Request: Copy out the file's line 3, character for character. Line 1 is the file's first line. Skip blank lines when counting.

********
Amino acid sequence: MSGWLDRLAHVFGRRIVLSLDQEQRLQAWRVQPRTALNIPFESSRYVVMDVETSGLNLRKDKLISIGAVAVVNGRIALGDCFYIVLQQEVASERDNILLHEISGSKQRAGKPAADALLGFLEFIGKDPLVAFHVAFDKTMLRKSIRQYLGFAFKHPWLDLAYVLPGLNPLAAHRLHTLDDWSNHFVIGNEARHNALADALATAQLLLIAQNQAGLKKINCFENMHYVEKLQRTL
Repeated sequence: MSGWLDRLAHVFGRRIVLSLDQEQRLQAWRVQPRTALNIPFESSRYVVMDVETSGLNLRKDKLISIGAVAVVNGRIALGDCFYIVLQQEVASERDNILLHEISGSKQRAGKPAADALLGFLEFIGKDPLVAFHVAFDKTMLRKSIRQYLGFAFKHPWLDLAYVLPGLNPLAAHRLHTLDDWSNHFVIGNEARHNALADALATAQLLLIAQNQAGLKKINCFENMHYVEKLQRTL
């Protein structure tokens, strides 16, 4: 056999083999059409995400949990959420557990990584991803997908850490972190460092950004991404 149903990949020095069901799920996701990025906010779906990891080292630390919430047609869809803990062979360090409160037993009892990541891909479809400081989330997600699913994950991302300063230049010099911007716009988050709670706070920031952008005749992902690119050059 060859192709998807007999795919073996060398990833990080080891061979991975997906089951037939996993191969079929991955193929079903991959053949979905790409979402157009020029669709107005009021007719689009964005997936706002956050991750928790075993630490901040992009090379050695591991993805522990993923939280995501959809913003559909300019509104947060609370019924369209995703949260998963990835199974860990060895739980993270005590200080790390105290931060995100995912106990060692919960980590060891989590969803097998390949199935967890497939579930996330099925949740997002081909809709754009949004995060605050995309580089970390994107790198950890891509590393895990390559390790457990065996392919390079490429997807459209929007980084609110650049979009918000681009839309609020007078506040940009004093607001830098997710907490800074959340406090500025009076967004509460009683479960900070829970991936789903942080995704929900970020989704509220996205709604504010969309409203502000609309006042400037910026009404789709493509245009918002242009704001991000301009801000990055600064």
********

């Protein structure tokens, strides 16, 4: 056999083999059409995400949990959420557990990584991803997908850490972190460092950004991404 149903990949020095069901799920996701990025906010779906990891080292630390919430047609869809803990062979360090409160037993009892990541891909479809400081989330997600699913994950991302300063230049010099911007716009988050709670706070920031952008005749992902690119050059 060859192709998807007999795919073996060398990833990080080891061979991975997906089951037939996993191969079929991955193929079903991959053949979905790409979402157009020029669709107005009021007719689009964005997936706002956050991750928790075993630490901040992009090379050695591991993805522990993923939280995501959809913003559909300019509104947060609370019924369209995703949260998963990835199974860990060895739980993270005590200080790390105290931060995100995912106990060692919960980590060891989590969803097998390949199935967890497939579930996330099925949740997002081909809709754009949004995060605050995309580089970390994107790198950890891509590393895990390559390790457990065996392919390079490429997807459209929007980084609110650049979009918000681009839309609020007078506040940009004093607001830098997710907490800074959340406090500025009076967004509460009683479960900070829970991936789903942080995704929900970020989704509220996205709604504010969309409203502000609309006042400037910026009404789709493509245009918002242009704001991000301009801000990055600064």